BP Business Economic Loss Claim Appeal 2017-1583: Law Firm’s Revenue Properly Reallocated Under Professional Services Methodology

The following is an Appeal Panel Decision issued pursuant to Section 6 of the BP Deepwater Horizon Economic & Property Damages Settlement Agreement and the Rules Governing the BP Appeals Process. Links may have been added to assist the reader. The original decision may be found here, as well as a glossary of BP Settlement terms

BP appeals a BEL award of $127,062.85, pre-RTP to a law firm in Tampa, Florida(Zone D). After matching criteria were triggered, the Professional Services Methodology was used to achieve sufficient matching. On appeal, BP argues that the vendor accountants improperly reallocated revenues from Claimant’s contingency fee cases by incorrectly assuming the dates upon which each case was concluded. According to BP, this resulted in new anomalies in the financials which allowed Claimant to satisfy causation which it would otherwise have failed.
BP does not take issue with the program accountant’s selection of the Professional Services Methodology to correct matching issues. The basis of its argument is that in
reallocating revenues over the life of the contingency fee engagements, the accountant erroneously assumed that the end date of each case was the date when Claimant received payment. BP argues that the revenue was actually received and recorded later than the completion date of the engagements. This resulted in the misallocation of revenue and expenses which allowed the Claimant to pass causation.
Claimant responds by initially pointing out that its practice involves bankruptcy and mortgage foreclosures with relatively few contingency fee cases. Hence, most of Claimant’s work was billed and paid within a few days of the conclusion of the engagement. Claimant agrees that the Professional Services Methodology requires that revenue be reallocated on a straight line basis over the life of the engagement. However, Claimant adds that the vast majority of its cases were not contingency cases. Instead, most of its cases relate to bankruptcy, foreclosures and other cases that extend over several months. Thus, when the program accountant requested a summary of engagements, only cases that involved long term (several months) engagements were included. Claimant also points out that the program accountant adjusted the start and end dates from the summary which were used in the reallocation. Claimant therefore argues that there was no error in the application of the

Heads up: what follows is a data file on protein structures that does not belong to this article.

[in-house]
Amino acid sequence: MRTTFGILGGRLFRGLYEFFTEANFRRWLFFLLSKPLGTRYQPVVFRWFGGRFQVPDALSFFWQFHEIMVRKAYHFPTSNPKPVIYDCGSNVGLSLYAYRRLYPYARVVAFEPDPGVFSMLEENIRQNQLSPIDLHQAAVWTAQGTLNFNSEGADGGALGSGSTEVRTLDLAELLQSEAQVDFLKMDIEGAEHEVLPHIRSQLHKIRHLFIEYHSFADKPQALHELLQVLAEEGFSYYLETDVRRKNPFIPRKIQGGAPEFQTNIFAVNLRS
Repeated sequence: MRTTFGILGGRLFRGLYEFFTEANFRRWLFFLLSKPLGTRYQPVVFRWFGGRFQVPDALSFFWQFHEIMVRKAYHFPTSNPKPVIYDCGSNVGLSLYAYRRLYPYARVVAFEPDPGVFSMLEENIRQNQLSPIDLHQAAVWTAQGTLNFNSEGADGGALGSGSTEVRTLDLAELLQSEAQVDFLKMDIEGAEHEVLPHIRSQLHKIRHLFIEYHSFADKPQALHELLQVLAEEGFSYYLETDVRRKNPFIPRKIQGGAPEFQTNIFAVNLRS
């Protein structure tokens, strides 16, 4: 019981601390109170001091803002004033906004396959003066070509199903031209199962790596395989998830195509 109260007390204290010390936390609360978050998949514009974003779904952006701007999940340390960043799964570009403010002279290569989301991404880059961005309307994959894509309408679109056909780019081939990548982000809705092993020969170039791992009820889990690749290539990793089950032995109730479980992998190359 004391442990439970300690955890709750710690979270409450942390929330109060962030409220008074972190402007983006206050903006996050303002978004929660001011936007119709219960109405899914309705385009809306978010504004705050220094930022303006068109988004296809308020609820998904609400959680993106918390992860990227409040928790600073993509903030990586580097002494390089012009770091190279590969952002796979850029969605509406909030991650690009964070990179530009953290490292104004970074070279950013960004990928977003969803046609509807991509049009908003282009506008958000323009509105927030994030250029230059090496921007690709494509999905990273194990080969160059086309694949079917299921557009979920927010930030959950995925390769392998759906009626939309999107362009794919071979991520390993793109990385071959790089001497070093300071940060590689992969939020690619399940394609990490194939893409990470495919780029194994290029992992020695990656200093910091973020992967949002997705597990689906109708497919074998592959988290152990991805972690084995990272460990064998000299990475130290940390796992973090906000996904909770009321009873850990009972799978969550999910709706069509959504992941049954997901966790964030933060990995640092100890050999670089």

Professional Services Methodology.
De novo review discloses no basis for disturbing the approach taken by the program accountant in reallocating the Claimant’s revenue. The record demonstrates that the accountant went into considerable depth and detail in application of the Professional Services Methodology. No misapplication of Policy 495 has been shown. Accordingly, BP’s appealis denied and Claimant’s Final Proposal is selected.
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BP Business Economic Loss Claim Appeal 2017-1433: Professional Services Methodology Correct for Accounting Firm

The following is an Appeal Panel Decision issued pursuant to Section 6 of the BP Deepwater Horizon Economic & Property Damages Settlement Agreement and the Rules Governing the BP Appeals Process. Links may have been added to assist the reader. The original decision may be found here, as well as a glossary of BP Settlement terms